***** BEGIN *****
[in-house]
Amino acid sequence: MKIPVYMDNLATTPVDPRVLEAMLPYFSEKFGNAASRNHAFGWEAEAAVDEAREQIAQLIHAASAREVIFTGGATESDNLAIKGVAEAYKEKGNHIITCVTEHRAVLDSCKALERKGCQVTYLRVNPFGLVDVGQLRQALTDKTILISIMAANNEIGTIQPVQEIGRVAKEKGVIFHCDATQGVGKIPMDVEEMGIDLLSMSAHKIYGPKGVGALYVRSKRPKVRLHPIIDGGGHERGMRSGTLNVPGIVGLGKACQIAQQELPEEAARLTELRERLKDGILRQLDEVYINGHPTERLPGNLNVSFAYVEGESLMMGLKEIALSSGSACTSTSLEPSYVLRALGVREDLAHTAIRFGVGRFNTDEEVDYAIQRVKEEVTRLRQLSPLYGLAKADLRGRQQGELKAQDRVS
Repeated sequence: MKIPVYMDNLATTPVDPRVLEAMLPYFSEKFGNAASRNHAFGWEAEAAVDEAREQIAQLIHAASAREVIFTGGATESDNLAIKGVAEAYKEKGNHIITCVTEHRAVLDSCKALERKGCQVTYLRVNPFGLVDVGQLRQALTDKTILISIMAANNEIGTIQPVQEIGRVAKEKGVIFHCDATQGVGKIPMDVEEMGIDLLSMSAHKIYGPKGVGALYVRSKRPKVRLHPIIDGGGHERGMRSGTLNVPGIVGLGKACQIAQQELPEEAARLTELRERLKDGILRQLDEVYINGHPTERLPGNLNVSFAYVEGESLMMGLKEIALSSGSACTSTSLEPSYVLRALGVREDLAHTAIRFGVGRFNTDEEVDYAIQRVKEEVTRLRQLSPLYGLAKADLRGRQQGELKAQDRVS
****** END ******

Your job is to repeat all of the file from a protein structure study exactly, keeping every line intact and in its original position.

[in-house]
Amino acid sequence: MKIPVYMDNLATTPVDPRVLEAMLPYFSEKFGNAASRNHAFGWEAEAAVDEAREQIAQLIHAASAREVIFTGGATESDNLAIKGVAEAYKEKGNHIITCVTEHRAVLDSCKALERKGCQVTYLRVNPFGLVDVGQLRQALTDKTILISIMAANNEIGTIQPVQEIGRVAKEKGVIFHCDATQGVGKIPMDVEEMGIDLLSMSAHKIYGPKGVGALYVRSKRPKVRLHPIIDGGGHERGMRSGTLNVPGIVGLGKACQIAQQELPEEAARLTELRERLKDGILRQLDEVYINGHPTERLPGNLNVSFAYVEGESLMMGLKEIALSSGSACTSTSLEPSYVLRALGVREDLAHTAIRFGVGRFNTDEEVDYAIQRVKEEVTRLRQLSPLYGLAKADLRGRQQGELKAQDRVS
Repeated sequence: MKIPVYMDNLATTPVDPRVLEAMLPYFSEKFGNAASRNHAFGWEAEAAVDEAREQIAQLIHAASAREVIFTGGATESDNLAIKGVAEAYKEKGNHIITCVTEHRAVLDSCKALERKGCQVTYLRVNPFGLVDVGQLRQALTDKTILISIMAANNEIGTIQPVQEIGRVAKEKGVIFHCDATQGVGKIPMDVEEMGIDLLSMSAHKIYGPKGVGALYVRSKRPKVRLHPIIDGGGHERGMRSGTLNVPGIVGLGKACQIAQQELPEEAARLTELRERLKDGILRQLDEVYINGHPTERLPGNLNVSFAYVEGESLMMGLKEIALSSGSACTSTSLEPSYVLRALGVREDLAHTAIRFGVGRFNTDEEVDYAIQRVKEEVTRLRQLSPLYGLAKADLRGRQQGELKAQDRVS